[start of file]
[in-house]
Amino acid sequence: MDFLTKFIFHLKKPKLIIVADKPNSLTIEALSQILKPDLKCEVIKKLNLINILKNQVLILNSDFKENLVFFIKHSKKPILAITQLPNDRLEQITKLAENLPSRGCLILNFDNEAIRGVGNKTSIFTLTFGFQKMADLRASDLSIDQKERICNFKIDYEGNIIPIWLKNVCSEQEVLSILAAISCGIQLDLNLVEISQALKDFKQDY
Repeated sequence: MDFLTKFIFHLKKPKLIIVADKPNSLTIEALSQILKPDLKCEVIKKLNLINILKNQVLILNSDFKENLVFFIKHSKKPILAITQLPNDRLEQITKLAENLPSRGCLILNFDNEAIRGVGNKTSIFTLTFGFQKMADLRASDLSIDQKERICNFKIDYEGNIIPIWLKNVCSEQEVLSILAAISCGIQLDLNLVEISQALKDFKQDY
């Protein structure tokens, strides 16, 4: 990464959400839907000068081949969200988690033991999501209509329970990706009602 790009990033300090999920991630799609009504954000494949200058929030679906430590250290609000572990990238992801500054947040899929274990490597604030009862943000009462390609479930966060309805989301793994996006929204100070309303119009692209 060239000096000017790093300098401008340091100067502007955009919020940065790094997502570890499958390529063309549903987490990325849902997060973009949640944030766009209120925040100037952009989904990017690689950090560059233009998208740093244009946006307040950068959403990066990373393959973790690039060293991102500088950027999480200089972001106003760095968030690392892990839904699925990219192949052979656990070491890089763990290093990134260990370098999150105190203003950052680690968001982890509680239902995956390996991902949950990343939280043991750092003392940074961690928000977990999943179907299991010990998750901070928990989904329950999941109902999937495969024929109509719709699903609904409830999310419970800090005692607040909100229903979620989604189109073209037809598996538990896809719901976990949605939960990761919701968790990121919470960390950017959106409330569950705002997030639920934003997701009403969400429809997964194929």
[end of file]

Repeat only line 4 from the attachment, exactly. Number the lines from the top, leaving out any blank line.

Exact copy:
């Protein structure tokens, strides 16, 4: 990464959400839907000068081949969200988690033991999501209509329970990706009602 790009990033300090999920991630799609009504954000494949200058929030679906430590250290609000572990990238992801500054947040899929274990490597604030009862943000009462390609479930966060309805989301793994996006929204100070309303119009692209 060239000096000017790093300098401008340091100067502007955009919020940065790094997502570890499958390529063309549903987490990325849902997060973009949640944030766009209120925040100037952009989904990017690689950090560059233009998208740093244009946006307040950068959403990066990373393959973790690039060293991102500088950027999480200089972001106003760095968030690392892990839904699925990219192949052979656990070491890089763990290093990134260990370098999150105190203003950052680690968001982890509680239902995956390996991902949950990343939280043991750092003392940074961690928000977990999943179907299991010990998750901070928990989904329950999941109902999937495969024929109509719709699903609904409830999310419970800090005692607040909100229903979620989604189109073209037809598996538990896809719901976990949605939960990761919701968790990121919470960390950017959106409330569950705002997030639920934003997701009403969400429809997964194929």